Lines in Bash history are saved as plain lines of text without any meta-information like an invocation timestamp. So it is not possible to automatically erase all the command history from a single day, because you simply can not tell any more which command was run when.
If you simply want to remove the entire command history of your current Bash session (i.e. everything that is still only in memory and not written to the disk yet), you can either clear the in-memory history buffer or replace it with the old history file's contents from the disk.
Clearing the history buffer will result in an empty in-memory history for your current session, meaning that no commands will show up if you press ↑, etc. Once you exit your Bash session, all new commands that were entered after the clearing will be appended to the history file and in your next session, you will see the complete history again, with only the range between start of your last session and the clear command missing.
Replacing the current in-memory history buffer with the history file's content from the disk will have the same final result as clearing the history buffer, except that in your current session you will have access to the old command history instead of an empty list.
If that is not helpful for you because you want to tidy up entries from previous sessions or only a partial session, the surgical method is what you need:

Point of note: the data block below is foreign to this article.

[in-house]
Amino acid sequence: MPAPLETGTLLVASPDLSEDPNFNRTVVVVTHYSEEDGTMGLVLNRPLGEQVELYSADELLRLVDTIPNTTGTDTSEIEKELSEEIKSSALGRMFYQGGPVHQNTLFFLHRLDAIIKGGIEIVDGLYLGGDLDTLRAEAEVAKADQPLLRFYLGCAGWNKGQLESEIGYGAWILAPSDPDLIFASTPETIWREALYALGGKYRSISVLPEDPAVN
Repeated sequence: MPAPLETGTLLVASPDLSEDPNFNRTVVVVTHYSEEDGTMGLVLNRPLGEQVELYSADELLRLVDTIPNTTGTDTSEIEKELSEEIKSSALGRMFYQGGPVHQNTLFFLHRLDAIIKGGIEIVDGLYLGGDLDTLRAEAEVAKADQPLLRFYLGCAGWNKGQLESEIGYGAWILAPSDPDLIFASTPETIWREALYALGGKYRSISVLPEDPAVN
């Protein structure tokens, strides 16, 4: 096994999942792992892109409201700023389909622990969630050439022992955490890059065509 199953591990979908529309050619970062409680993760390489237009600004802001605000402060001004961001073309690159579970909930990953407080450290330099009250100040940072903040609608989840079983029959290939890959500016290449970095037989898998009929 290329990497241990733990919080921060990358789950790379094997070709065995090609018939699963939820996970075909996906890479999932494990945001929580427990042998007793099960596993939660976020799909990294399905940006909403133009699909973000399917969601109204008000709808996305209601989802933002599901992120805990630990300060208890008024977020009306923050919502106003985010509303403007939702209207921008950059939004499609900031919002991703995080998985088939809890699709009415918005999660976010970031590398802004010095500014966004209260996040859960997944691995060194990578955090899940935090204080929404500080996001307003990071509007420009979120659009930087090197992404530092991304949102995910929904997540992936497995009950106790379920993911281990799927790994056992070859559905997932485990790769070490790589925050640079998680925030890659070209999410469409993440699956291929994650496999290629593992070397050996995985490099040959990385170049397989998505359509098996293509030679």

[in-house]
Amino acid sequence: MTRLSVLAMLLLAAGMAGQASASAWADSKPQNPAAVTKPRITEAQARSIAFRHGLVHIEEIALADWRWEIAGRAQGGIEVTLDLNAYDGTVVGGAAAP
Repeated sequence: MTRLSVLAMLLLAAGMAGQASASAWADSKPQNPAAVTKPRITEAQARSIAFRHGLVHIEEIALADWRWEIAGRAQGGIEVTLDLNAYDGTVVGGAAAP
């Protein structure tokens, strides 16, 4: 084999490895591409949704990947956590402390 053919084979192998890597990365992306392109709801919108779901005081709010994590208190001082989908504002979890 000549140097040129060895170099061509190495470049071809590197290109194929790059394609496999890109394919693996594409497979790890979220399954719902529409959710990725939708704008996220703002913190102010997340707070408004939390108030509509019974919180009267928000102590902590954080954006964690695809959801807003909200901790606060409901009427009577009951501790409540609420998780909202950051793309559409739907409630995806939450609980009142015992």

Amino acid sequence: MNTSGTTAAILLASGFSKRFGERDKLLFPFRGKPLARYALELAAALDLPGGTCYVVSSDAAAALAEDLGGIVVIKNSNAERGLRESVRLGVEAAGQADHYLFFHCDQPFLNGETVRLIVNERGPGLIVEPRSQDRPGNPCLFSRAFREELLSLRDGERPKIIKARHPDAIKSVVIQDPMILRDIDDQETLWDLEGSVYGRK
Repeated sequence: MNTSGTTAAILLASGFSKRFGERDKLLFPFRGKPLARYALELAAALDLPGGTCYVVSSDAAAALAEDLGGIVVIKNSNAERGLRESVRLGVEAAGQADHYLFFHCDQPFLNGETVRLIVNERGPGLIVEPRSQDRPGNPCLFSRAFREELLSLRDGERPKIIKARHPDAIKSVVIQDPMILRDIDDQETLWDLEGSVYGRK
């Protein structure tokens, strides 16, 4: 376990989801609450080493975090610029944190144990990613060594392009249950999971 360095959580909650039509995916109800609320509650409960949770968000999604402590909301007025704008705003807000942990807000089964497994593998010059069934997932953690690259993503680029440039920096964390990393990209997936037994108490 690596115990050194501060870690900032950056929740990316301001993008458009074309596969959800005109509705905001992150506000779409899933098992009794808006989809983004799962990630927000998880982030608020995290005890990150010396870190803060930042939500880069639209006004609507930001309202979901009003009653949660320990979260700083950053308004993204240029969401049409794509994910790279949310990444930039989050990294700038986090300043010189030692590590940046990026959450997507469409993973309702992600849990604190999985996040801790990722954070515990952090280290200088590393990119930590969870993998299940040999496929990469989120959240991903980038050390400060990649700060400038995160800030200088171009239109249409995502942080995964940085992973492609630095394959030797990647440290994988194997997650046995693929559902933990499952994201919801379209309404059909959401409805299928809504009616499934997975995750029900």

Synchronize your current in-memory history buffer to the history file on the disk and then open that file in a text editor and remove all the offending entries manually.
To append the history from your current session to the history file manually (because it only happens automatically when you exit your session), run this first:
After that, open the Bash history file
~/.bash_history in your favourite text editor (as you're on a server, I'd suggest e.g.
nano) and edit the command list to your likes. The file lists all recorded commands in chronological order, newest commands last. Simply remove the offending lines and save your work.
After that, you should reload the modified history into your in-memory history buffer using the command below, in order to prevent old entries from memory to be appended to the tidied history file when you exit your session: